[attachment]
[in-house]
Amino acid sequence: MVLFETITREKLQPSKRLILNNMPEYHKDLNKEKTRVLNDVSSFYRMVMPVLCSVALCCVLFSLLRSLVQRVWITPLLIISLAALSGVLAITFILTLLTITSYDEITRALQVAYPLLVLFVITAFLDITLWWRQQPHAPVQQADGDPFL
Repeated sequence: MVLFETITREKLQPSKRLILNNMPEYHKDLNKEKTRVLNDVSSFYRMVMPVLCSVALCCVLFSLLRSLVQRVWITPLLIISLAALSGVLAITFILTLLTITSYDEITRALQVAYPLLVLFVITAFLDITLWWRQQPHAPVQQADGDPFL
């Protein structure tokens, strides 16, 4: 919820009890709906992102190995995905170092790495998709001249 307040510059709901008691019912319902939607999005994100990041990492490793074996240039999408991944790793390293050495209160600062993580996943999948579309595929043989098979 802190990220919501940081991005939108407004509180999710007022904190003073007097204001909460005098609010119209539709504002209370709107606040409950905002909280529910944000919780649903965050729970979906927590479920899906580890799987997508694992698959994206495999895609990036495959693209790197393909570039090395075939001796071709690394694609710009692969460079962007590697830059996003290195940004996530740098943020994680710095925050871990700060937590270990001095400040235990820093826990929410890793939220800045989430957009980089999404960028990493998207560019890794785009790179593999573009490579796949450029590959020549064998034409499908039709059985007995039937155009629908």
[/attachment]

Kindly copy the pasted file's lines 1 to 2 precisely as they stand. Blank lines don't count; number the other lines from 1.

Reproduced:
[in-house]
Amino acid sequence: MVLFETITREKLQPSKRLILNNMPEYHKDLNKEKTRVLNDVSSFYRMVMPVLCSVALCCVLFSLLRSLVQRVWITPLLIISLAALSGVLAITFILTLLTITSYDEITRALQVAYPLLVLFVITAFLDITLWWRQQPHAPVQQADGDPFL